# [Numpy-discussion] Nansum function behavior

Benjamin Root ben.v.root at gmail.com
Fri Oct 23 13:11:13 EDT 2015

```The change to nansum() happened several years ago. The main thrust of it
was to make the following consistent:

np.sum([])  # zero
np.nansum([np.nan])  # zero
np.sum([1])  # one
np.nansum([np.nan, 1])  # one

If you want to propagate masks and such, use masked arrays.
Ben Root

On Fri, Oct 23, 2015 at 12:45 PM, Charles Rilhac <webmastertux1 at gmail.com>
wrote:

> Hello,
>
> I noticed the change regarding nan function and especially nansum
> function. I think this choice is a big mistake. I know that Matlab and R
> have made this choice but it is illogical and counterintuitive.
>
> First argument is about logic. An arithmetic operation between Nothing and
> Nothing cannot make a figure or an object. Nothing + Object can be an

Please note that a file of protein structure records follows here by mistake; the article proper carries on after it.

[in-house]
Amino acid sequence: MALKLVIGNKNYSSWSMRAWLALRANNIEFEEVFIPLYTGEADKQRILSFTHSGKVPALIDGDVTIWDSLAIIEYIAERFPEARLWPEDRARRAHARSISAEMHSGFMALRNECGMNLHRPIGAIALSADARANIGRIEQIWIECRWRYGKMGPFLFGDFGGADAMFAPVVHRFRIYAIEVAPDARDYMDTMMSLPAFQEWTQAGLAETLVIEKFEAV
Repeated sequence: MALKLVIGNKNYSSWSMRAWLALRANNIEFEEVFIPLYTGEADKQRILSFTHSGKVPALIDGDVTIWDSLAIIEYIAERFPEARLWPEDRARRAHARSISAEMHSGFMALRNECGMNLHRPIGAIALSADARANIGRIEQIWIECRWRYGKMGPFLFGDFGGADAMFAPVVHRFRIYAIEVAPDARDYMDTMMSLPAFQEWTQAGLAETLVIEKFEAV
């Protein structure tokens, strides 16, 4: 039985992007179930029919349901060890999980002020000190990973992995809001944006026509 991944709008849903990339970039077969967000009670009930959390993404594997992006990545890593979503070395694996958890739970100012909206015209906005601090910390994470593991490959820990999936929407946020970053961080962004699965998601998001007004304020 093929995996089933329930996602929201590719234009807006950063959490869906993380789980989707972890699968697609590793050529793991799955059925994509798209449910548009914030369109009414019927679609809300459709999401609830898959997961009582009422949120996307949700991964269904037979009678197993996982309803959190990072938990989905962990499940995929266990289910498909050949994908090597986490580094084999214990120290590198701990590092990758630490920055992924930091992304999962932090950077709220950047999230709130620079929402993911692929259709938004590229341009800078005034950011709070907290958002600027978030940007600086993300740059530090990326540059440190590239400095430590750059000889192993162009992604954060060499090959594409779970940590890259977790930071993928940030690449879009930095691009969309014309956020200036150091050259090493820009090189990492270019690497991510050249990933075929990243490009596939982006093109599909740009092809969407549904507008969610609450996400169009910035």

> object or something else, but from nothing, it cannot ensue something else
> than nothing. I hope you see what I mean.
>
> Secondly, it's counterintuitive and not convenient. Because, if you want
> to fill the result of nanfunction you can do that easily :
>
> a = np.array([[np.nan, np.nan], [1,np.nan]])
> a = np.nansum(a, axis=1)print(a)
> array([np.nan,  1.])
> a[np.isnan(a)] = 0
>
> Whereas, if the result is already filled with zero on NaN-full rows, you
> cannot replace the result of NaN-full rows by NaN easily. In the case
> above, you cannot because you lost information about NaN-full rows.
>
> I know it is tough to come back to a previous stage but I really think
> that it is wrong to absolutely fill with zeros the result of arithmetic
> operation containing NaN.
> Thank for your work guys ;-)
>
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>
>
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